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We love our Cincinnati Zoo. But every once in a while, it’s nice to get out of town, pet someone else’s stingray, and get a whiff of someone else’s elephant house. If you’re up for an adventure, try one of these four regional zoos. From marsupials to dinosaurs (huh?), they’ve got it all.
What does NCIS the television series have to do with the Louisville Zoo? Just ask the zebras. After a much-publicized naming contest, the Louisville Zoo’s baby zebra finally has a name: Ziva, taken from the Israeli-officer-turned-NCIS-agent character. The name fits, especially since Ziva’s dad was christened Gibbs after the show’s protagonist. (Why do so many Louisvillians have such a jones for NCIS? We have no idea.)
The Louisville Zoo is just over an hour and a half down I-71 and definitely worthy of a day trip, especially with the opening of the Steller’s Sea Eagle aviary. The zoo owns two of the rare eastern Russian raptors—Piotr and Anna—whose wingspans can grow to an alarming eight feet. The aviary is the final piece in the award-winning Glacier Run exhibit, a zoo highlight with opportunities to meet cold-weather creatures like polar bears and grizzlies. While at the zoo, check out the more than 1,700 animals, stroll through the Gorilla Forest, and feed the birds at Lorikeet Landing. Plan your trip for September 7 to join the Wild Walk in support of threatened and endangered species.
Columbus Zoo and Aquarium
Usually zoos aim to offer their patrons a taste of the wild with species from around the globe. Rarely, however, do they bring creatures back from the dead. The Columbus Zoo stands a head above the rest with the opening of Dinosaur Island, which involves a water taxi adventure amongst the once-extinct species.
The zoo is just a two-hour cruise up I-71, but with the Zoombezi Bay waterpark and Safari Golf club, there’s enough to keep you busy for a few days. Pet a stingray in the recently opened 18,000-gallon saltwater Stingray Bay exhibit, watch the Discovery Reef diver feed the tropical fish, or take a seat for the Animals on Safari show and witness everything from dogs jumping rope to kangaroos inflating tires.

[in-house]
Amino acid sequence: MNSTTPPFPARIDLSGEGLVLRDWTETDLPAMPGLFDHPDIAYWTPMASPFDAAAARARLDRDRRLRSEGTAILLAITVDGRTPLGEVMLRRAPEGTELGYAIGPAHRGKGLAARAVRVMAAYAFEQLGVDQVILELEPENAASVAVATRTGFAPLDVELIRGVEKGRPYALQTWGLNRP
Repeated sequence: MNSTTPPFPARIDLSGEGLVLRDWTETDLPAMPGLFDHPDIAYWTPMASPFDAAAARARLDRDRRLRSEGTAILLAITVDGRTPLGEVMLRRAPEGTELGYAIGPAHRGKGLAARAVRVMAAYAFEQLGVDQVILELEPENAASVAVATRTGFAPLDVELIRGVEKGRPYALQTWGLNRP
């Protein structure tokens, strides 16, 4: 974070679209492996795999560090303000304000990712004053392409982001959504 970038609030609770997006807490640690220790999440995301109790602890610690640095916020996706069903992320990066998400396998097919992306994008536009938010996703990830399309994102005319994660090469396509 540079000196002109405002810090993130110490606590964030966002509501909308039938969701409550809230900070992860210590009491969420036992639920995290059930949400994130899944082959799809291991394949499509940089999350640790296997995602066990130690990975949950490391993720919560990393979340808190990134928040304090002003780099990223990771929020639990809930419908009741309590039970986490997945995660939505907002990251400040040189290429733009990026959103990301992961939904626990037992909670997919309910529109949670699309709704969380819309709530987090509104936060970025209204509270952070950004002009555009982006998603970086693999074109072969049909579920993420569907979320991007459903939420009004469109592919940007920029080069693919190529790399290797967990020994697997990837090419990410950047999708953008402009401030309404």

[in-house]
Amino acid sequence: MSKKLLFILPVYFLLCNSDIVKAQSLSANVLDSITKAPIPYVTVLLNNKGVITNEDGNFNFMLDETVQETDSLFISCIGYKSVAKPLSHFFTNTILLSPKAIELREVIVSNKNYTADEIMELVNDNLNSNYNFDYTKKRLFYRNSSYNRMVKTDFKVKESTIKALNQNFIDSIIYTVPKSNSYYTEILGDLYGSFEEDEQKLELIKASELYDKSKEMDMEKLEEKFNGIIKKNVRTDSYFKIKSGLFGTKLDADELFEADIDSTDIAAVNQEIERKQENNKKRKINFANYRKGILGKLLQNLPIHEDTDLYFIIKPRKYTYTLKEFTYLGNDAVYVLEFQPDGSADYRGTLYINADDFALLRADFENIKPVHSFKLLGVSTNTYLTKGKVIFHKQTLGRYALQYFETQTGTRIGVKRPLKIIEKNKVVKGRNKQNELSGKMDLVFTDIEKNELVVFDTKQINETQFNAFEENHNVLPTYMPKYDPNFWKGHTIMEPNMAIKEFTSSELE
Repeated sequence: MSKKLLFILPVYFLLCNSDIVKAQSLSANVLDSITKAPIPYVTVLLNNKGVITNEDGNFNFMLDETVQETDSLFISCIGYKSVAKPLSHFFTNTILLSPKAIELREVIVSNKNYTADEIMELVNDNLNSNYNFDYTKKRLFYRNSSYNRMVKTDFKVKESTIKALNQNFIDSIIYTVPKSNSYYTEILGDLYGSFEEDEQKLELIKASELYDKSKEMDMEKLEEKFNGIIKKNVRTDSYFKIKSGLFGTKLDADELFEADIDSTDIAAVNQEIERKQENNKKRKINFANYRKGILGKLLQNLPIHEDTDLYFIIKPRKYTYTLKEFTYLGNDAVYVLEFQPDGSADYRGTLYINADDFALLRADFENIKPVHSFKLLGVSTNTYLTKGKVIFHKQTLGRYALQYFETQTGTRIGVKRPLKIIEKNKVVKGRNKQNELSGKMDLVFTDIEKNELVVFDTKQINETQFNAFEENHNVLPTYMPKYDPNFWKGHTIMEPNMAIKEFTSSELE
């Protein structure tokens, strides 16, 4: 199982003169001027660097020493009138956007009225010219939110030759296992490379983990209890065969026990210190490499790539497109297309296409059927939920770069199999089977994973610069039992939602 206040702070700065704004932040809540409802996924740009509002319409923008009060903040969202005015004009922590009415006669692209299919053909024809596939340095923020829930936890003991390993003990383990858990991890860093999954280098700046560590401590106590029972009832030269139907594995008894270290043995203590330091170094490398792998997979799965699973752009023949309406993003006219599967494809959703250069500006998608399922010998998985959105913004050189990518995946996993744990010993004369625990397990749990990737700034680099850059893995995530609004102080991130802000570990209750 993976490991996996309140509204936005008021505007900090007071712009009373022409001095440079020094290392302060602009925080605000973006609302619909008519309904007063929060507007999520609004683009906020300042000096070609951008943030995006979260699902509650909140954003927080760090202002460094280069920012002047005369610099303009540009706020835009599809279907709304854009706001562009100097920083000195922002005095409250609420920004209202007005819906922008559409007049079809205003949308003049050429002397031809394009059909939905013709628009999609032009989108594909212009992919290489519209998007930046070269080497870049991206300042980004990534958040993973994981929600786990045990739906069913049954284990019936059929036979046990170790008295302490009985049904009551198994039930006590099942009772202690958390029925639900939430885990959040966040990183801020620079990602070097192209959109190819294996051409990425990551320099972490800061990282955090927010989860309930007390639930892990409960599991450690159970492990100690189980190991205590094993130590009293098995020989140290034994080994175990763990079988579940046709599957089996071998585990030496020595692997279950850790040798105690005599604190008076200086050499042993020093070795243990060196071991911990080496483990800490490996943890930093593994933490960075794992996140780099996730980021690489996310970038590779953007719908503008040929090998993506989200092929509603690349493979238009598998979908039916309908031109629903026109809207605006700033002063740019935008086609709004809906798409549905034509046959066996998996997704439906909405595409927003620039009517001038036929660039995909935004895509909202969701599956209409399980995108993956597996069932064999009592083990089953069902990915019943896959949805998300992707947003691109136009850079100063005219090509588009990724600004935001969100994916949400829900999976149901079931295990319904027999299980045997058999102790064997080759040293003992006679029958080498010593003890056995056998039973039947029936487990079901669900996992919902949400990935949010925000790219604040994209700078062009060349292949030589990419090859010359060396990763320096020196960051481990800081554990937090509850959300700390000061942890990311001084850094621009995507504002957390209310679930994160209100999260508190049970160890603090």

Visit on September 21 and 22 to celebrate Jungle Jack’s 35th Hanna-versary at the Fall Fest, and see the man himself live on Safari Stage.
What’s more adorable than a polar bear cub? How about two? Zip up I-75 to the Toledo Zoo to see the twin polar bear cubs, Suka and Sakari, who are sweet enough to star in a Coca-Cola commercial. The twins are housed in the zoo’s award- winning Arctic Encounter exhibit, along with their mother, Crystal. If that’s not enough cuteness for you, then head to Tembo Trail to view the twin African spotted-necked otter pups or the white-cheeked gibbon baby at Primate Forest.
If you’ve ever wondered about wallabies or questioned the true dangers of dingoes, check out the zoo’s new exhibit, Wild Walkabout: Wonders from Down Under. Don’t miss Baru, North America’s largest saltwater crocodile, and have a look at Australia’s colorful coast in the Great Barrier Reef exhibit.
Enjoy an adults-only evening at Zoo Brew on September 20, featuring more than 28 microbrews, appetizers, and live music.
Picasso, Rembrandt, and da Vinci are fine. But when is the last time you saw a painting by a walrus? A two hour drive west on I-74 will land you at the Indianapolis Zoo, where visitors can pay extra to participate in the Animal Art Adventure and take home a personalized painting created by a dolphin, elephant, penguin, or pinniped (that is, a sea lion, seal, or walrus).
To get a little more personal, dive into the Dolphin In-Water Adventure and learn dolphin hand signals with their trainers. If swimming with marine mammals isn’t exciting enough, step on up to the nation’s largest shark touch pool, which hosts a school of dog sharks and offers the chance to pet and view them up close. For a change of pace, take a stroll through the exquisite White River Gardens, a 3.3-acre plot festooned with hundreds of plant varieties. Visit on September 15 for the Hispanic Heritage Fiesta and win prizes, swing at a piñata, eat empañadas, and go on a scavenger hunt for Latin American animals.